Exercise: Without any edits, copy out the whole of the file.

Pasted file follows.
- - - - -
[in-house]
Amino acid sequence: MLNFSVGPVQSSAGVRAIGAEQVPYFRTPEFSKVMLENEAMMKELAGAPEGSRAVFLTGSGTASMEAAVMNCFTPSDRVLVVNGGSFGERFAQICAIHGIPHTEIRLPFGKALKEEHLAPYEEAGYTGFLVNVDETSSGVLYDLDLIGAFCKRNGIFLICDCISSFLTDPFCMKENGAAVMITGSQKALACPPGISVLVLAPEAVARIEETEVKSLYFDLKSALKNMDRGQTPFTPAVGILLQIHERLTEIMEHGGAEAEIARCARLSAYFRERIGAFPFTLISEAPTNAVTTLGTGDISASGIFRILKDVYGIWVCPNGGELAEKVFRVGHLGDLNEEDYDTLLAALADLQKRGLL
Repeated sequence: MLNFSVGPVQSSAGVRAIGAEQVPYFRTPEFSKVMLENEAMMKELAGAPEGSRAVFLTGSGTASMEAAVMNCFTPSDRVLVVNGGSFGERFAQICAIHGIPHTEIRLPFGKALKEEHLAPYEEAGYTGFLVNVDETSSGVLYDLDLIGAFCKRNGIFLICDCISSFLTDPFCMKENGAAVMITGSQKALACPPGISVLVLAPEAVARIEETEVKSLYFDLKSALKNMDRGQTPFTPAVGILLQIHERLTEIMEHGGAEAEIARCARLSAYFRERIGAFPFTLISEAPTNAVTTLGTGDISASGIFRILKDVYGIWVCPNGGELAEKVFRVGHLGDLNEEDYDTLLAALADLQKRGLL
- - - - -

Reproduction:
[in-house]
Amino acid sequence: MLNFSVGPVQSSAGVRAIGAEQVPYFRTPEFSKVMLENEAMMKELAGAPEGSRAVFLTGSGTASMEAAVMNCFTPSDRVLVVNGGSFGERFAQICAIHGIPHTEIRLPFGKALKEEHLAPYEEAGYTGFLVNVDETSSGVLYDLDLIGAFCKRNGIFLICDCISSFLTDPFCMKENGAAVMITGSQKALACPPGISVLVLAPEAVARIEETEVKSLYFDLKSALKNMDRGQTPFTPAVGILLQIHERLTEIMEHGGAEAEIARCARLSAYFRERIGAFPFTLISEAPTNAVTTLGTGDISASGIFRILKDVYGIWVCPNGGELAEKVFRVGHLGDLNEEDYDTLLAALADLQKRGLL
Repeated sequence: MLNFSVGPVQSSAGVRAIGAEQVPYFRTPEFSKVMLENEAMMKELAGAPEGSRAVFLTGSGTASMEAAVMNCFTPSDRVLVVNGGSFGERFAQICAIHGIPHTEIRLPFGKALKEEHLAPYEEAGYTGFLVNVDETSSGVLYDLDLIGAFCKRNGIFLICDCISSFLTDPFCMKENGAAVMITGSQKALACPPGISVLVLAPEAVARIEETEVKSLYFDLKSALKNMDRGQTPFTPAVGILLQIHERLTEIMEHGGAEAEIARCARLSAYFRERIGAFPFTLISEAPTNAVTTLGTGDISASGIFRILKDVYGIWVCPNGGELAEKVFRVGHLGDLNEEDYDTLLAALADLQKRGLL